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Going back in time to Georgian Newbury



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N2 talks to Hamstead Marshall local historian Penelope Stokes, who has just published her ninth book – this time looking at the everyday lives of people working in Newbury from 1714 to 1837.

MANY writers pen their memoirs. Others write about harrowing experiences. Penelope Stokes has written about Georgian Newbury – an illustrated social history of Newbury from 1714 to 1837 describing the everyday lives of people working in Newbury.

She has lived in Hamstead Marshall for more than 40 years and took up writing after having her first child.

Penny Stokes, pic Niki Hinman (53320260)
Penny Stokes, pic Niki Hinman (53320260)

“You didn’t always go back to work in the 70s,” she explained. “Maternity rights and the right to go back to work had just come in. The company I worked for were appalled that I might come back, so I sold my maternity rights for a fund that was supposed to start me up in business once I had done with the children.

“The business never materialised, but I did start writing. I also taught myself picture framing, so my first book was about that as there were no DIY guides back then. It did quite well and has only just gone out of print.”

She then migrated into journalism, contributing to the Newbury Weekly News in the 1980s.

Georgian Newbury, Penelope Stokes
Georgian Newbury, Penelope Stokes

She has a masters’ degree in English local history from the University of Oxford, and was editor of the Berkshire Family Historian from 2006 to 2016.

Georgian Newbury is her ninth book. “I started researching this in 2015. Newbury is a Georgian town par excellence – or could have been if it hadn’t been mucked up by successive administrations,” she said.

“I realised pretty quickly that I didn’t know anything about architecture, but I was interested in the people who lived in the buildings and how they lived, what they ate, social life and the status of women. So that’s how it changed into a book about social history.”

Bartholomew Street north end looking south 2020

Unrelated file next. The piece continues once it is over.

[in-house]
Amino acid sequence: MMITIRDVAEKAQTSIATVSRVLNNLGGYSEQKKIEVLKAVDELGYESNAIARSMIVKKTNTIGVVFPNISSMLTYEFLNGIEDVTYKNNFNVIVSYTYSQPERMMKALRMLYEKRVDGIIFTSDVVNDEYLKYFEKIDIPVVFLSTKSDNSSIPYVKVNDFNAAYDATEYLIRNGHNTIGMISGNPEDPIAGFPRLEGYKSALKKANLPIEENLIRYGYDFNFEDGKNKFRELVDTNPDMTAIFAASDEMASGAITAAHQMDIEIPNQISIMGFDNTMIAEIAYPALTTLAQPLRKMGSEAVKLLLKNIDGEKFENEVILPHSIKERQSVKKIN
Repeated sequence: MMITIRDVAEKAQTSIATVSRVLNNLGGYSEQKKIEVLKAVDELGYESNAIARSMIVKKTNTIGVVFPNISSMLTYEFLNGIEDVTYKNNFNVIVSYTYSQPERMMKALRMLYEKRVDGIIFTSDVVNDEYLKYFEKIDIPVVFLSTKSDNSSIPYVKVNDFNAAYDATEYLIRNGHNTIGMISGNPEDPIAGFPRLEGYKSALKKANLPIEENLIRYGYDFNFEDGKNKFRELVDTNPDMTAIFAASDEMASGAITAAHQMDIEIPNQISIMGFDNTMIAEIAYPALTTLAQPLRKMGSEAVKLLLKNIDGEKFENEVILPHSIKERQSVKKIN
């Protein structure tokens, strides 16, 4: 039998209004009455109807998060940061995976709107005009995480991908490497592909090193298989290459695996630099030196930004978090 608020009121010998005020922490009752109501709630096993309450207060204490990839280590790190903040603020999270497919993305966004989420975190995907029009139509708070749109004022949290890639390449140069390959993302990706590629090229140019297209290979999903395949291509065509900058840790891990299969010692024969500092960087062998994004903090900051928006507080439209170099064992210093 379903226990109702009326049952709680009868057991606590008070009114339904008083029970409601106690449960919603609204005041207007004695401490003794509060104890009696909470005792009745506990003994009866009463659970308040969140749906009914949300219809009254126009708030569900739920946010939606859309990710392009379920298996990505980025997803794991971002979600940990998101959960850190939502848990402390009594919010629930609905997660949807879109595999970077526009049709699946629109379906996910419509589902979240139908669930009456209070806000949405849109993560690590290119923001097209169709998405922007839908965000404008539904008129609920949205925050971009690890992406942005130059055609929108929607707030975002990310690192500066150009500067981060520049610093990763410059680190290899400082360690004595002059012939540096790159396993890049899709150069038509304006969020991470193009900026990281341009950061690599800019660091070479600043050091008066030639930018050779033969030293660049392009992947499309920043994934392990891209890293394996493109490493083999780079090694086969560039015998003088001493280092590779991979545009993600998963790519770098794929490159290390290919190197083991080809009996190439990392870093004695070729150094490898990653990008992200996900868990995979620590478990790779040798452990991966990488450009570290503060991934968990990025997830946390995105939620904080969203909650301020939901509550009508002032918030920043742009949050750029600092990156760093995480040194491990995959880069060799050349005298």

Bartholomew Street north end looking south 2020

She spent hours digging through museum archives looking for letters which would tell the story of the people in the town.

“I wanted to find out from personal testimonies, diaries, letters and so on. Unfortunately, nearly all of them were written by men.

“But there were two women who wrote and left a lot of records.

One of those was Elizabeth Berkeley, who became Lady Craven. The younger daughter of the Earl of Berkeley, she was married in 1767 at the tender age of 16 to Lord Craven. She had little choice in the matter.

Broadway north
Broadway north

She had seven children before parting from her husband rather traumatically in 1782 and going to live in France, to escape the scandal and gossip that accompanied aristocratic divorces.

The other was Elizabeth Montague – the queen of the blue stocking brigade.

“They were elite women, very wealthy, so you don’t find out much about working women in the era,” she said.

Market Place, White Hart
Market Place, White Hart

“Accounts can tell you all sorts of things. For example, the overseers disapproved of illegitimate children. In fact you could be publicly whipped for having one. But they were a primitive sort of child support agency and they preferred those involved to get married.

“There was an entry in some accounts that said an amount of money was set aside for ‘fetching George Bowles back’ and then a few weeks later it said ‘beers at Bowles’ wedding’. So that tells a story, doesn’t it!”

Penny began her story search in the Berkshire Record Office, taking notes by hand.

Bridge Street Globe (Gray)
Bridge Street Globe (Gray)

“Newbury Museum has a library upstairs and I came across script of a Scottish doctor called Robert Scott who was constantly writing home for money as he had to maintain appearances. He was quite snooty about Newbury people and thought them rather narrow minded. He dropped dead at the age of 32.”

She also read through house deeds. “They didn’t have house numbers as everybody knew where everybody lived. Even the title deeds say who you lived next door to rather than a number of a house because everyone knew who lived where.”

The hero of Georgian Newbury is, according to Penny, Dr John Collett. “He supervised the fostering of London foundlings in Newbury. He was also a practising physician in the town. He married and wrote letters to the Foundling Hospital and looked after about 200 children. He really worried about them.

Penelope Stokes book signing at West Berkshire Museum Ref: 48-2121
Penelope Stokes book signing at West Berkshire Museum Ref: 48-2121

“Children were nursed until they were five and then sent back to London, which must have been awful if you think about that. He used to try to keep them here with the foster families to be apprenticed by the families who were often tradesmen.”

The book is available for £15 on direct sale from the author who has self published.

“No one really publishes local history books,” she added. “Unless they are about murders or sex scandals or whatever. So I have self-published this book. If I had focussed it on sex scandals of the 18th century in Berkshire I might have been in with a chance with a publisher.”

The author can be contacted at pennystokes@hamsteadmarshall.net

NH



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